“It would be extremely difficult for family and friends to listen to these calls,” said Jessica Silva, whose brother, Juan Rivera Velazquez, died with his partner in Pulse. “Just listening to one of the calls … We can recognize voices. Just listening to them screaming … How are we going to feel?”

The FBI has offered no indication of when the probe into the shooting that also left 53 people seriously wounded will be done.

An FBI spokeswoman didn’t immediately return an email seeking comment.

Aileen Carillo, whose brother, Simon Adrian Carillo Fernandez, died in the nightclub, said she would like to listen to the calls to help her understand what happened, but didn’t want them to be made public.

“I would like to know what happened. We haven’t really heard what happened. We are unaware of the facts,” Carillo said on the witness stand through a Spanish interpreter.

Bomb threat at sheriff’s office over ‘getting justice for Steven’ Avery

A caller who phoned in a bomb threat to a Wisconsin county sheriff’s office made an apparent reference to “getting justice” for the man at the center of the Making a Murderer documentary, authorities said Wednesday.

The Manitowoc Police Department said in a statement a male caller made the threat around 6:40 p.m. Wednesday, warning of bombs inside the Manitowoc County sheriff’s office building and a vehicle in the parking lot “packed with explosives.”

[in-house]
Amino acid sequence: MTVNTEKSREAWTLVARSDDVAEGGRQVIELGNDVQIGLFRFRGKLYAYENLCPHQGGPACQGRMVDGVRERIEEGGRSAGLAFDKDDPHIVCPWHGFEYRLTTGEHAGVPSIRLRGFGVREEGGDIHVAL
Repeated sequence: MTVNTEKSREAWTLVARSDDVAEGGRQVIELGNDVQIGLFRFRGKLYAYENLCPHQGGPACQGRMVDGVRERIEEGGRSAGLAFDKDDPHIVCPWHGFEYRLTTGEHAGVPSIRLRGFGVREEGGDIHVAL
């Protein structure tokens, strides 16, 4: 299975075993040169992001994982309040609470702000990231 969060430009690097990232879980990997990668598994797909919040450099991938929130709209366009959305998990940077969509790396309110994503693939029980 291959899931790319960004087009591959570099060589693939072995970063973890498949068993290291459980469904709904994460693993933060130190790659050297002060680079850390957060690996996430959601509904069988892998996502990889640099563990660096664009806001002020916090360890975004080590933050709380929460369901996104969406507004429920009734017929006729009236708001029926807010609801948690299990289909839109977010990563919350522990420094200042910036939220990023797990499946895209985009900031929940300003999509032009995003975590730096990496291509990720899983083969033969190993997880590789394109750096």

The caller also mentioned “getting justice for Steven,” something the statement described as an apparent reference to Steven Avery, the Wisconsin man whose prosecution in a 2005 killing was the centerpiece of the 10-part Netflix series issued in December.

The series questions whether Avery, who was convicted of first-degree intentional homicide in the death of photographer Teresa Halbach a decade ago, was treated fairly. It suggests the possibility that Manitowoc County sheriff’s deputies planted evidence in the case, a claim authorities have denied.

Avery had been wrongfully convicted years earlier in a rape case and served 18 years in prison. He sued Manitowoc County for tens of millions before he and his nephew, Brendan Dassey, were arrested in Halbach’s death.

Authorities deemed the area around the sheriff’s office all clear around 9 p.m. Wednesday, and the courthouse was checked as a precaution. No suspicious devices were found.

A second “very similar” threat was received about 20 minutes later, the statement said. Manitowoc police responded to provide security for dispatch and sheriff’s office employees who were about to go through a shift change. Again, no suspicious activity or items were discovered.

Manitowoc police and the Wisconsin Department of Criminal Investigation are working to determine the origin of the call and identity of the caller.

NRA-backed Republicans fight Dem bill to stop terrorists from buying assault weapons

People on the U.S. government’s terrorist watch list often can’t board commercial airliners, but they can walk into a gun store and legally buy pistols and powerful military-style rifles.